Sebastian Vettel takes pole in Singapore, with Hamilton fifth
Last updated on .From the section Formula 1
Red Bull's Sebastian Vettel took pole for the Singapore Grand Prix after some self-imposed anxious moments as his rivals came close to his time.
Vettel has dominated all weekend under the lights of the demanding Marina Bay circuit at Formula 1's night race, but sat out the final minutes of the session.
He thought he had done enough after a fast early run and watched as Mercedes' Nico Rosberg closed to within 0.091secs.
"It was very close and it's not the best feeling when you stand there and watch," Vettel said.
Vettel's title rival Fernando Alonso could manage only seventh in his Ferrari.
Lotus's Romain Grosjean took third, ahead of Red Bull's Mark Webber and Mercedes driver Lewis Hamilton.
Grosjean's team-mate Kimi Raikkonen was knocked out in the second part of qualifying and will start 13th.
The Finn had to have a pain-killing injection in his lower back before qualifying after suffering pain from a muscle problem and was 0.701secs slower than Grosjean in the second part of qualifying.
"This morning I couldn't really try," said Raikkonen. "So we probably didn't get done what we wanted with the car but at least we got the car on the grid and we'll see what we can do tomorrow."
Vettel had looked set to take a crushing pole position by a significant margin after setting a time in the early part of the top 10 shoot-out which was 0.59secs quicker than Rosberg.
But although he told his team he felt he could improve by "a tenth or two" he was asked by engineer Guillaume Roquelin if he was happy not to run again and he said he was.
As his rivals began their runs on new 'super-soft' tyres at the end of the session, it became clear that it was going to be much closer than Vettel had thought.
Webber was matching his team-mate's time after two-thirds of the lap, only to lose 0.3secs in the final sector.
Grosjean set the fastest middle sector of all but could not quite match Vettel in the final sector, and Rosberg was close throughout his lap.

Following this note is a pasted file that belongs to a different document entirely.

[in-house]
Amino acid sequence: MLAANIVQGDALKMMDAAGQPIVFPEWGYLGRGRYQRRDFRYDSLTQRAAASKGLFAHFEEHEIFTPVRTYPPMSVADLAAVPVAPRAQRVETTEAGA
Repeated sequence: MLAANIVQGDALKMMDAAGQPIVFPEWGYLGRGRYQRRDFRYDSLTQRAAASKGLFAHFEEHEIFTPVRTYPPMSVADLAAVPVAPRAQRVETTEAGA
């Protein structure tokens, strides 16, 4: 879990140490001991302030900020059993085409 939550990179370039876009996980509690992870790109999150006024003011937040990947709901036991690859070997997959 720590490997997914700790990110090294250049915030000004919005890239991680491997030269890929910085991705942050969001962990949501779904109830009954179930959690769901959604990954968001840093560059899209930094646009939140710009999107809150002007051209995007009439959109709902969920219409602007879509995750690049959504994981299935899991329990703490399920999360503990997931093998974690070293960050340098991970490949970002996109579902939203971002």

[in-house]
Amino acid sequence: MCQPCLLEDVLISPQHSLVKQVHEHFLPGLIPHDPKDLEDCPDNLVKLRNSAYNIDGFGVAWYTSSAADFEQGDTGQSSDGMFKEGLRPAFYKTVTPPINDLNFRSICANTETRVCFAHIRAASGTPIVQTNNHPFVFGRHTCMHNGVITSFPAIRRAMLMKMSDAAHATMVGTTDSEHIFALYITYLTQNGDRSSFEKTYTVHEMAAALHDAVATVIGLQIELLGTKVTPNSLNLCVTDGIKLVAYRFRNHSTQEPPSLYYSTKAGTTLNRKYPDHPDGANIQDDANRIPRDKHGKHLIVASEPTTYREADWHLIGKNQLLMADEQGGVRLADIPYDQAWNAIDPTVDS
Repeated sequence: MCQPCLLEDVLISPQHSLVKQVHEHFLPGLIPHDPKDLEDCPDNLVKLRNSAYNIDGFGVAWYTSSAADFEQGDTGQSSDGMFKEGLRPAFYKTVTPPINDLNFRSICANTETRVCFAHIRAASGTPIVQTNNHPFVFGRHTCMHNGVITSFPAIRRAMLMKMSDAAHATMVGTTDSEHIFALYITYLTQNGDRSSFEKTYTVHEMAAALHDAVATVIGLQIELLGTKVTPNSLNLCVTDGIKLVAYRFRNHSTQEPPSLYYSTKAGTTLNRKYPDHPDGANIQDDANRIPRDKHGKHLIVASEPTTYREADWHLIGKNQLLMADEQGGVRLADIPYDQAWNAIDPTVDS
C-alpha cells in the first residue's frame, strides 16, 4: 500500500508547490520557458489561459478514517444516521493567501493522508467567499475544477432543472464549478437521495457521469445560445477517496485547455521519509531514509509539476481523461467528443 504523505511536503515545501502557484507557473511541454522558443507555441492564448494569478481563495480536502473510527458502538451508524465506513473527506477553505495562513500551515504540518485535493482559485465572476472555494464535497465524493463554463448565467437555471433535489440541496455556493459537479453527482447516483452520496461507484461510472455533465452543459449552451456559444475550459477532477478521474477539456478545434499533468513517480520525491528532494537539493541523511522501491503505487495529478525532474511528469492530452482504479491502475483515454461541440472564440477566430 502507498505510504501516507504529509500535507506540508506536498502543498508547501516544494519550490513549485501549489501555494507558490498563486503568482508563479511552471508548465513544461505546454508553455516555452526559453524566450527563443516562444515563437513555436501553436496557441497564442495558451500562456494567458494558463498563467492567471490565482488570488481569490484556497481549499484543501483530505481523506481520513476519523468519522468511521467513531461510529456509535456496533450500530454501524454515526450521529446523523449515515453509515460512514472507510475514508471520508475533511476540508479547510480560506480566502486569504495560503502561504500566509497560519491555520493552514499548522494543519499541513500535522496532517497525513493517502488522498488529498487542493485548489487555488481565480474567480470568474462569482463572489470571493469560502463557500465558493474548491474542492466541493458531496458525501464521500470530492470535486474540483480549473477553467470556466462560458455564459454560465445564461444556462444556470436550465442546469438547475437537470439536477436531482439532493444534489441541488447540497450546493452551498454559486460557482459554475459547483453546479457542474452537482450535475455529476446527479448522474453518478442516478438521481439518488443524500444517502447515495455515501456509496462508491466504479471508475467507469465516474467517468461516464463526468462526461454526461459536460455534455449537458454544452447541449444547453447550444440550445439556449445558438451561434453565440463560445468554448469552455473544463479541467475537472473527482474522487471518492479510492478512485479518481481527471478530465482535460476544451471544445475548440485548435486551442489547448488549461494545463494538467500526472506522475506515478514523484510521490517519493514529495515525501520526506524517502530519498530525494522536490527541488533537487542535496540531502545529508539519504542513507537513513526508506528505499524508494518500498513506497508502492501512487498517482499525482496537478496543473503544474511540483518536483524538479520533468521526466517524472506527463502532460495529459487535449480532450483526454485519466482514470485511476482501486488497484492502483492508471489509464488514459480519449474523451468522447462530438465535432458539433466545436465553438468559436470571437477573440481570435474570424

Mercedes team boss Ross Brawn told Rosberg over the radio: "He didn't run and I would think he was watching your lap getting somewhat anxious."
"I was watching the sector times closely," added Vettel. "Mark set a purple [fastest of all] sector one, Romain set a purple sector two, then Nico set a purple sector two, but fortunately my last sector was strong enough."
Ferrari have struggled with a lack of grip all weekend and Alonso ended up being out-qualified by team-mate Felipe Massa for the second consecutive race, despite being considerably faster throughout the weekend until the final qualifying runs.
Massa has a point to prove following Ferrari's decision to drop him at the end of the year in favour of Raikkonen.
The top 10 was completed by McLaren's Jenson Button in eighth, Toro Rosso's Daniel Ricciardo and Sauber's Esteban Gutierrez.
Force India's Paul Di Resta was knocked out in the first part of qualifying for the fourth time in the last eight races and will line up 17th.
The Scot was 0.161secs slower than team-mate Adrian Sutil, who managed to scrape through in 15th place as the team continue to struggle on the new-specification tyre that was introduced at the Hungarian Grand Prix four races ago.
"We're too slow on one lap," Di Resta said. "I've struggled a bit more than Adrian over one lap but I'm much stronger on a long run, so perhaps we've concentrated on that too much.
"But we've become vulnerable in Q1 and that's not good."
There was an impressive performance from Englishman Max Chilton, who was just 0.1secs behind Marussia team-mate Jules Bianchi as he continues to adapt to F1 in his rookie season.